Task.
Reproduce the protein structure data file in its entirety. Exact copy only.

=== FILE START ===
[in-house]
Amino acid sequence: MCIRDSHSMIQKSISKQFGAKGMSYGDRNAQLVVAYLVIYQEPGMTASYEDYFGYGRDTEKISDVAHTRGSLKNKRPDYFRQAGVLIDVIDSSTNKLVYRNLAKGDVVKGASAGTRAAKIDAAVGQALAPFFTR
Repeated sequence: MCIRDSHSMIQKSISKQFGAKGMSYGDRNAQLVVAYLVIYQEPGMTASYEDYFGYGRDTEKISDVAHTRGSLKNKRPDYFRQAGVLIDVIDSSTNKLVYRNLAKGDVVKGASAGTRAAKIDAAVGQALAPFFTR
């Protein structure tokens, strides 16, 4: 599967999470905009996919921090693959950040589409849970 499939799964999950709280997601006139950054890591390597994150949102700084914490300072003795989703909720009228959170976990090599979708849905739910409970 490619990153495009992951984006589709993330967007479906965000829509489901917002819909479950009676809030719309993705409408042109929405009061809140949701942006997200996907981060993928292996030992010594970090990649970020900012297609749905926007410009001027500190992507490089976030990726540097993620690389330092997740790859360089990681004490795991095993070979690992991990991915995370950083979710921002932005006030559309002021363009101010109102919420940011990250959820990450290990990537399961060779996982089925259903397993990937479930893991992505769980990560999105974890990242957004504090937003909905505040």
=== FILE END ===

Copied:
[in-house]
Amino acid sequence: MCIRDSHSMIQKSISKQFGAKGMSYGDRNAQLVVAYLVIYQEPGMTASYEDYFGYGRDTEKISDVAHTRGSLKNKRPDYFRQAGVLIDVIDSSTNKLVYRNLAKGDVVKGASAGTRAAKIDAAVGQALAPFFTR
Repeated sequence: MCIRDSHSMIQKSISKQFGAKGMSYGDRNAQLVVAYLVIYQEPGMTASYEDYFGYGRDTEKISDVAHTRGSLKNKRPDYFRQAGVLIDVIDSSTNKLVYRNLAKGDVVKGASAGTRAAKIDAAVGQALAPFFTR
């Protein structure tokens, strides 16, 4: 599967999470905009996919921090693959950040589409849970 499939799964999950709280997601006139950054890591390597994150949102700084914490300072003795989703909720009228959170976990090599979708849905739910409970 490619990153495009992951984006589709993330967007479906965000829509489901917002819909479950009676809030719309993705409408042109929405009061809140949701942006997200996907981060993928292996030992010594970090990649970020900012297609749905926007410009001027500190992507490089976030990726540097993620690389330092997740790859360089990681004490795991095993070979690992991990991915995370950083979710921002932005006030559309002021363009101010109102919420940011990250959820990450290990990537399961060779996982089925259903397993990937479930893991992505769980990560999105974890990242957004504090937003909905505040």